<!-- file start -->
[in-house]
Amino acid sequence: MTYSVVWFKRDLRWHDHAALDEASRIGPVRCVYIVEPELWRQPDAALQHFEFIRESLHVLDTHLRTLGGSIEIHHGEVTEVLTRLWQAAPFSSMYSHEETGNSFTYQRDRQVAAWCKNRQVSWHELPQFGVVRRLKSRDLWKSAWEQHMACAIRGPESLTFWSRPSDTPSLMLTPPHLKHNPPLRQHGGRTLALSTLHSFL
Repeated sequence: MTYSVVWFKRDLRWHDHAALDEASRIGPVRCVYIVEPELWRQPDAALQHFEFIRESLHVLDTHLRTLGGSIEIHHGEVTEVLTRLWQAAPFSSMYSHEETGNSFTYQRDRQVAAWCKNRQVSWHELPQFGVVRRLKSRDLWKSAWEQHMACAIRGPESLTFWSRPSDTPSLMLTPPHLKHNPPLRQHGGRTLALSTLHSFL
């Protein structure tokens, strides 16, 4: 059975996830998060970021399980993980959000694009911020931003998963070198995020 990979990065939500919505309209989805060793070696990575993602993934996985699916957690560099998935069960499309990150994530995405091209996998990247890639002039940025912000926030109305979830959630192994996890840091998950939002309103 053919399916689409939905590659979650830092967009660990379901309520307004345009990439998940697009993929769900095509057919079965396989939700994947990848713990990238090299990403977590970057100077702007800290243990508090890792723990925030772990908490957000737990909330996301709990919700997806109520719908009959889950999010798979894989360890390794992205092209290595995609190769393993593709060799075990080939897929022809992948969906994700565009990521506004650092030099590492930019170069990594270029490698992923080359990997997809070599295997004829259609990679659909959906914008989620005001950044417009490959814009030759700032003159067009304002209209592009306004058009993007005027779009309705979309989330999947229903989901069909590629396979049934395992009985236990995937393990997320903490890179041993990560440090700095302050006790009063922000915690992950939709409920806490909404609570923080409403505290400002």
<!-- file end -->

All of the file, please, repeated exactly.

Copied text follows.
[in-house]
Amino acid sequence: MTYSVVWFKRDLRWHDHAALDEASRIGPVRCVYIVEPELWRQPDAALQHFEFIRESLHVLDTHLRTLGGSIEIHHGEVTEVLTRLWQAAPFSSMYSHEETGNSFTYQRDRQVAAWCKNRQVSWHELPQFGVVRRLKSRDLWKSAWEQHMACAIRGPESLTFWSRPSDTPSLMLTPPHLKHNPPLRQHGGRTLALSTLHSFL
Repeated sequence: MTYSVVWFKRDLRWHDHAALDEASRIGPVRCVYIVEPELWRQPDAALQHFEFIRESLHVLDTHLRTLGGSIEIHHGEVTEVLTRLWQAAPFSSMYSHEETGNSFTYQRDRQVAAWCKNRQVSWHELPQFGVVRRLKSRDLWKSAWEQHMACAIRGPESLTFWSRPSDTPSLMLTPPHLKHNPPLRQHGGRTLALSTLHSFL
């Protein structure tokens, strides 16, 4: 059975996830998060970021399980993980959000694009911020931003998963070198995020 990979990065939500919505309209989805060793070696990575993602993934996985699916957690560099998935069960499309990150994530995405091209996998990247890639002039940025912000926030109305979830959630192994996890840091998950939002309103 053919399916689409939905590659979650830092967009660990379901309520307004345009990439998940697009993929769900095509057919079965396989939700994947990848713990990238090299990403977590970057100077702007800290243990508090890792723990925030772990908490957000737990909330996301709990919700997806109520719908009959889950999010798979894989360890390794992205092209290595995609190769393993593709060799075990080939897929022809992948969906994700565009990521506004650092030099590492930019170069990594270029490698992923080359990997997809070599295997004829259609990679659909959906914008989620005001950044417009490959814009030759700032003159067009304002209209592009306004058009993007005027779009309705979309989330999947229903989901069909590629396979049934395992009985236990995937393990997320903490890179041993990560440090700095302050006790009063922000915690992950939709409920806490909404609570923080409403505290400002």